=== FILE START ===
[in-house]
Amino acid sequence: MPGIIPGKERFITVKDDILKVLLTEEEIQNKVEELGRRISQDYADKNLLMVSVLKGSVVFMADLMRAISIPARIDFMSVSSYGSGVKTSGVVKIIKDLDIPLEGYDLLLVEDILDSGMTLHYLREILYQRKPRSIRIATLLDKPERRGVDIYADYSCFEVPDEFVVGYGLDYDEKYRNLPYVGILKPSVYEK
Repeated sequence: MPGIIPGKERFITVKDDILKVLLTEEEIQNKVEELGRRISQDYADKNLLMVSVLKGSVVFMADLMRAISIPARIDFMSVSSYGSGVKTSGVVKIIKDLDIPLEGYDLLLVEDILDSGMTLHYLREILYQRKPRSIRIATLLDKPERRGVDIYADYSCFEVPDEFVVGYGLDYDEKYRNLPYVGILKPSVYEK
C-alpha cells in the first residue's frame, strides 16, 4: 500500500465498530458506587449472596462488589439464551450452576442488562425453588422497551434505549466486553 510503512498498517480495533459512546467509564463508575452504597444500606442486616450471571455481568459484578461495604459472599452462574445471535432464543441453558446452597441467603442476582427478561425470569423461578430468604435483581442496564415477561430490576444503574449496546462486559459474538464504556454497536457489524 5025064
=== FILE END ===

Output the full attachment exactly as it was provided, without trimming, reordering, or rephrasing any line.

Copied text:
[in-house]
Amino acid sequence: MPGIIPGKERFITVKDDILKVLLTEEEIQNKVEELGRRISQDYADKNLLMVSVLKGSVVFMADLMRAISIPARIDFMSVSSYGSGVKTSGVVKIIKDLDIPLEGYDLLLVEDILDSGMTLHYLREILYQRKPRSIRIATLLDKPERRGVDIYADYSCFEVPDEFVVGYGLDYDEKYRNLPYVGILKPSVYEK
Repeated sequence: MPGIIPGKERFITVKDDILKVLLTEEEIQNKVEELGRRISQDYADKNLLMVSVLKGSVVFMADLMRAISIPARIDFMSVSSYGSGVKTSGVVKIIKDLDIPLEGYDLLLVEDILDSGMTLHYLREILYQRKPRSIRIATLLDKPERRGVDIYADYSCFEVPDEFVVGYGLDYDEKYRNLPYVGILKPSVYEK
C-alpha cells in the first residue's frame, strides 16, 4: 500500500465498530458506587449472596462488589439464551450452576442488562425453588422497551434505549466486553 510503512498498517480495533459512546467509564463508575452504597444500606442486616450471571455481568459484578461495604459472599452462574445471535432464543441453558446452597441467603442476582427478561425470569423461578430468604435483581442496564415477561430490576444503574449496546462486559459474538464504556454497536457489524 5025064